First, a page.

Salespeople don’t have it easy. Hit your numbers and you’re safe. Miss your sales quota, and you may be looking for work. That reality puts salespeople in an awkward position. They have to push products to anyone with a pulse, yet no one wants to buy from a pushy salesperson.
According to a recent study from DiscoverOrg, a sales intelligence platform, not many B2B salespeople are successfully walking this tightrope. The company, along with researcher Steve W. Martin, surveyed more than 230 decision-makers across industries and departments about their experience with B2B sales processes.
Judging by the results, one takeaway is clear: Buyers aren’t happy with B2B salespeople. Overall, only 35 percent of buyers have a “favorable view” of salespeople. And only 54 percent said that salespeople they met with could “clearly explain how their solution positively impacts” their business.
Interestingly, approval levels change dramatically depending on whom you ask. Departments that are more risk-averse—such as accounting, engineering, and IT—were much more likely to rate salespeople as “poor” than marketing departments.
The report wasn’t all bad news for salespeople, however. Let’s take a look at a few other takeaways marketers and salespeople should know.
Sell to the “dominant influencer”
When dealing with a large organization or a complicated deal process, salespeople can get caught up trying to please everyone they meet. But DiscoverOrg’s research shows that about 90 percent of the time, you really only need to convince one decision-maker. If you get that person on your side, closing the deal becomes much easier.
Savvy salespeople know this already, but it bears repeating since they’re still going to communicate with multiple people during any sales process. Hone in on finding and convincing the person controlling the decision, don’t turn off everyone else, and you’ll set yourself up for success.
Cost tops functionality (most of the time)
One of the reasons B2B companies constantly strive to be market leaders is to simplify the sales process. Once a brand dominates all of its competition, the “market leader” label implies legitimacy and success. For salespeople, throwing around that phrase is supposed to make it easier to sell.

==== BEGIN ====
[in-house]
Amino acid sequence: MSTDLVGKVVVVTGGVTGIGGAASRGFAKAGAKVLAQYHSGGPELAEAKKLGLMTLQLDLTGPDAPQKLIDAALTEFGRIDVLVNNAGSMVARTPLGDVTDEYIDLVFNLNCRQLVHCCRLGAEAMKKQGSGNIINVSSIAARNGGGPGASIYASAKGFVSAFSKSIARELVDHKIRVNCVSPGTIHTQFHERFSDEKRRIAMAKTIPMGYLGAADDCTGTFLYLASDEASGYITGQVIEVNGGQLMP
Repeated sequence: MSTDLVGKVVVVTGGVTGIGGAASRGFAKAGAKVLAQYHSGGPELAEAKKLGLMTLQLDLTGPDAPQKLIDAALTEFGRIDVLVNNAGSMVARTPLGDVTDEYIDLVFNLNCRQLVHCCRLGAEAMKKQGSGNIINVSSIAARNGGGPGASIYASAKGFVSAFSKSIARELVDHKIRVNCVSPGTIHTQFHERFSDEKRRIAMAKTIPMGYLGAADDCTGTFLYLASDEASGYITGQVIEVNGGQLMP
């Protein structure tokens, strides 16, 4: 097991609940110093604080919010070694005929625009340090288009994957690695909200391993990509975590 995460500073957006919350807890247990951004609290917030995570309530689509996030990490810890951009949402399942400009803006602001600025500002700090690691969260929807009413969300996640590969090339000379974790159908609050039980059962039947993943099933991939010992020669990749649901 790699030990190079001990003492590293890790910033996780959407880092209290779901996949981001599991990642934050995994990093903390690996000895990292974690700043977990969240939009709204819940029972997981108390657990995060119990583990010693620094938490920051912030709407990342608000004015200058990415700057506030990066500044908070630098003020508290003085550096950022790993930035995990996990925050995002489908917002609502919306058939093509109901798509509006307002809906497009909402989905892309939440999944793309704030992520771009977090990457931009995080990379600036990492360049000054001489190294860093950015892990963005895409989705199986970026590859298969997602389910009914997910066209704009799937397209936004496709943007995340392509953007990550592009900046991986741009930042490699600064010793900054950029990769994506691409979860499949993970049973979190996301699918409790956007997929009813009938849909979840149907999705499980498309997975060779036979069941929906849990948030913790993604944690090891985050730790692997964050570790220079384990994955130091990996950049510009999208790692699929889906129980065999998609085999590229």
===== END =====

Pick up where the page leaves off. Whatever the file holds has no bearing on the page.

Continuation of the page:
In the study, however, market leadership is only part of the buyer’s equation. Of course, there’s also cost, which can matter more than you think. For instance, 62 percent of respondents said instead of paying top dollar, they would rather buy a product with “85 percent of the functionality at 80 percent of the cost” of a top brand.
These preferences can vary depending on the industry. Prestige companies that charge a lot tend to appeal to the fashion and finance verticals, while industries like healthcare and manufacturing are less enamored by the big names.
Buyers like different styles
There are different ways for salespeople to approach a prospect. Some like to get to know the buyer and tailor the sale to specific needs. Others like to be more assertive, pushing their vision of what they think the buyer needs. Some may even present themselves as advisors, ensuring that they’re committed to helping the customer in any way possible.
According to the research, there is no “right” way to approach a buyer. Forty percent prefer a salesperson who listens and matches to need, 30 percent prefer to be challenged and prescribed, and 30 percent like when salespeople operate as a long-term partner. If you’re a salesperson, that means it’s critical to find out which approach the buyer prefers as quickly as possible.
Your website is really important
No one buys a product without doing research, especially in the B2B space. The first place people go is often your website—and DiscoverOrg’s research shows that it’s an extremely influential part of the buying process.
Only 2 percent of buyers said that a company’s website doesn’t influence their vendor evaluation. If it wasn’t obvious before, B2B marketing teams should always make their websites a priority by doing things like refreshing copy, updating design, and checking for broken links.
Buyer’s remorse isn’t usually the salesperson’s fault
Buyer’s remorse can happen in every sales situation, but it can be particularly painful in B2B. Someone buys an expensive product, then something goes wrong. Perhaps they misunderstood the product, didn’t buy the right features, struggle using it, and so on.
Whatever the reason, 90 percent of respondents claimed their remorse had nothing to do with the salesperson. Instead, it’s often the buyer who made a mistake with research or implementation. Additionally, the product or customer teams can also be at fault for not helping buyers succeed with whatever they purchased.
The data should serve as an important reminder that a lot of the stakes in B2B sales go beyond the scope of the salesperson. For a customer to get value out of a product, a lot of things have to go right, many of which are out of the salesperson’s control. It’s hard to sell a product that doesn’t match up to its messaging, and it’s even harder to make sure that a customer actually puts in the time to use a product correctly.
So perhaps B2B buyers aren’t as displeased with salespeople as they are displeased with the complicated process of purchasing B2B products. Either way, there are a lot of things marketers and salespeople can do to make that 35 percent approval rating rise in the future. And once they do, maybe their jobs will finally get a little easier.